My wife and I form the picture of domestic tranquility. We gather in the parlor after supper. My wife reads a self-help book. I listen to the Tribune sports section on the NFB Newsline. My Seeing Eye dog, Randy, rests on his bed. Our cats, Harvey and Mulligan, twitter at the robins in the maple tree. We are a Norman Rockwell family portrait.
“By the way, Dear,” says my wife, “What’s that can of pork and beans doing on the landing?”
“I’m sure I have no idea, Dear. Is there such a thing?”
“I saw it there myself not an hour ago. An opened can of pork and beans, half full. You don’t suppose.”
“I do suppose,” says I. “Sounds like Randy’s doing. Why, walking on Lincoln Avenue today, he stuck his head between the bars of a wrought iron fence and snagged a cookie. I took it from his mouth. It was chocolate chip, I believe”
“Remember how Sherlock used to like to carry his tennis ball with him on his walks?” asks my wife. “Well, Randy likes to carry a can of pork and beans. And he carries it proudly.”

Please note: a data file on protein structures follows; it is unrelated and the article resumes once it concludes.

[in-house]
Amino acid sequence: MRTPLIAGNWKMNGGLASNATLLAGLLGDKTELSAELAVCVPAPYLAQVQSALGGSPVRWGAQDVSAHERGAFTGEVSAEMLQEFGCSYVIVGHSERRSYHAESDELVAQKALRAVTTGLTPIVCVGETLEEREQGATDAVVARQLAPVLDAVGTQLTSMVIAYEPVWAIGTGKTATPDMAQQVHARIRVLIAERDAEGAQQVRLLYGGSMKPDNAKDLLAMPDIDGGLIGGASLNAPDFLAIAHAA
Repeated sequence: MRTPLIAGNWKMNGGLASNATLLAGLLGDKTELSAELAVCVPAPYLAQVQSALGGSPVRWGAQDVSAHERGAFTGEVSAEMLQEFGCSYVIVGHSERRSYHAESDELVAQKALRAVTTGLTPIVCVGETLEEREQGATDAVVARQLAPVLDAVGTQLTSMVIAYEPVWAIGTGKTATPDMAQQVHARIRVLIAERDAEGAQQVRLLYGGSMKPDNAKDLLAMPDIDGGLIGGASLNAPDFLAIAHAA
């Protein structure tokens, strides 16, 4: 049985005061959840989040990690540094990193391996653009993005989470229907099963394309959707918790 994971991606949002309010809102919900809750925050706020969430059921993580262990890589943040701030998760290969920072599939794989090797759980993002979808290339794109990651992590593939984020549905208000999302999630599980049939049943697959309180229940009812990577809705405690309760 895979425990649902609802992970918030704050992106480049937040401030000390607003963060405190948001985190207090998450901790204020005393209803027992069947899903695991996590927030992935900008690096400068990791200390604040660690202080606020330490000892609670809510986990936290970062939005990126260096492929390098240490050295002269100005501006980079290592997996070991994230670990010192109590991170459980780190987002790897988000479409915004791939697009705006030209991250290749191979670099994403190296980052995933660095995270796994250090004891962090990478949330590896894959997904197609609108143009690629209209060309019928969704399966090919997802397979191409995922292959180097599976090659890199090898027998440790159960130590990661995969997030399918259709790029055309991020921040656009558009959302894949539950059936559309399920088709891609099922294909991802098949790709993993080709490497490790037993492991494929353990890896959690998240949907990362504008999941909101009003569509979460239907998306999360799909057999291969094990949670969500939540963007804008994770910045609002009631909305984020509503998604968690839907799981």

“I heard a poem at work today,” I say. “It’s written by a Labrador retriever like Randy. It goes: Gonna eat that? Gonna eat that? Gonna eat that? I could eat that.
We chuckle. “Dear,” says my wife, “is it too late for Bean-O?”
“’Fraid so. What’s done is done.”
“Shall we open a window then?”
“’Fraid not. Remember, the screens are getting mended.”
“Right,” says my wife. “We don’t want the cats falling out the window.”
We return to our reading. But I can’t pick up the thread of the story. And, after a minute, my wife says, “I’m having difficulty concentrating, Dear.”